Screening high-grade vesicoureteral reflux in young infants with a febrile urinary tract infection
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The lack of good evidence for improved outcomes in children and young infants with febrile urinary tract infection (UTI) after aggressive treatment for vesicoureteral reflux (VUR) has raised doubts regarding the need for routine voiding cystourethrography (VCUG), and the appropriate imaging evaluation in these children remains controversial.
This prospective study aimed to determine whether abnormalities found on acute dimercaptosuccinic acid (DMSA) scan and ultrasound (US) can help indicate the necessity of voiding cystourethrography (VCUG) in young infants.
For 3.5 years, all infants younger than 3 months presenting with first febrile UTI were prospectively studied. All infants were hospitalized and investigated using US (<3 days after admission), DMSA scan (<5 days after admission), and VCUG (7–10 days after antibiotic treatment) after diagnosis. The association among findings of US, DMSA scan, and VCUG were evaluated.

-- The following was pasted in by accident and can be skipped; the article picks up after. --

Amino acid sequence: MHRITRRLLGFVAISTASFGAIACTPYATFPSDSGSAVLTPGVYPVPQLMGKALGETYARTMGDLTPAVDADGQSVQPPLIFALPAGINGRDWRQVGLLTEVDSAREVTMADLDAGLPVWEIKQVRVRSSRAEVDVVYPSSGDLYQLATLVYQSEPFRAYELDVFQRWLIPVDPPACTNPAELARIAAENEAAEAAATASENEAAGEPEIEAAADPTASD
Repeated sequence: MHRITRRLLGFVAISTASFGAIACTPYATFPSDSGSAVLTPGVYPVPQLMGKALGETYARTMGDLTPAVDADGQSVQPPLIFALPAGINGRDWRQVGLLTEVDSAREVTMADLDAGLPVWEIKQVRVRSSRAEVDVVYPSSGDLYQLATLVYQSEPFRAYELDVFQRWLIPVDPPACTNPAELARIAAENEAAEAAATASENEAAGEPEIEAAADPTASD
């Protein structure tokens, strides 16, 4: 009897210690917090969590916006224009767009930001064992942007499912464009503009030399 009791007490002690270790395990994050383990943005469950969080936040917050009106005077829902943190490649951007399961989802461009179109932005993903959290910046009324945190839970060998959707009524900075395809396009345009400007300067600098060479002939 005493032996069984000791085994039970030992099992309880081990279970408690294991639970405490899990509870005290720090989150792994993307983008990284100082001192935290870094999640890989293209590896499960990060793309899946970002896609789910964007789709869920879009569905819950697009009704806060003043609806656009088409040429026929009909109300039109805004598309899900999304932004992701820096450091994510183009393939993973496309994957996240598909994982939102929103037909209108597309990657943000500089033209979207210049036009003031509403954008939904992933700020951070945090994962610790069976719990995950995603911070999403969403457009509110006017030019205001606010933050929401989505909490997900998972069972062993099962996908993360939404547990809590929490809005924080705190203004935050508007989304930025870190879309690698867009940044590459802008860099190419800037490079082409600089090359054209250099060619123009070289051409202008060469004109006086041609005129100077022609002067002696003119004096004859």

From 220 infants, there were abnormal results in 136 (61.8%) US and in 111 (50.5%) DMSA scans. By US, ten infants (4.5%) with abscess or structural abnormalities other than VUR were diagnosed. High-grade (III–V) VUR was present in 39 patients (17.7%). The sensitivities for high-grade VUR of renal US alone (76.9%) or DMSA scan alone (82.1%) were not as good as that of the “OR rule” strategy, which had 92.3% sensitivity and 94.3% negative predictive value.
To screen high-grade VUR in young infants with febrile UTI, US and acute DMSA scan could be performed first. VCUG is only indicated when abnormalities are apparent on either US or DMSA scan or both.
KeywordsDimercaptosuccinic acid Ultrasound Urinary tract infections Vesicoureteral reflux Infant
Conflict of interest
None of the authors have any conflict of interest related to the investigation.
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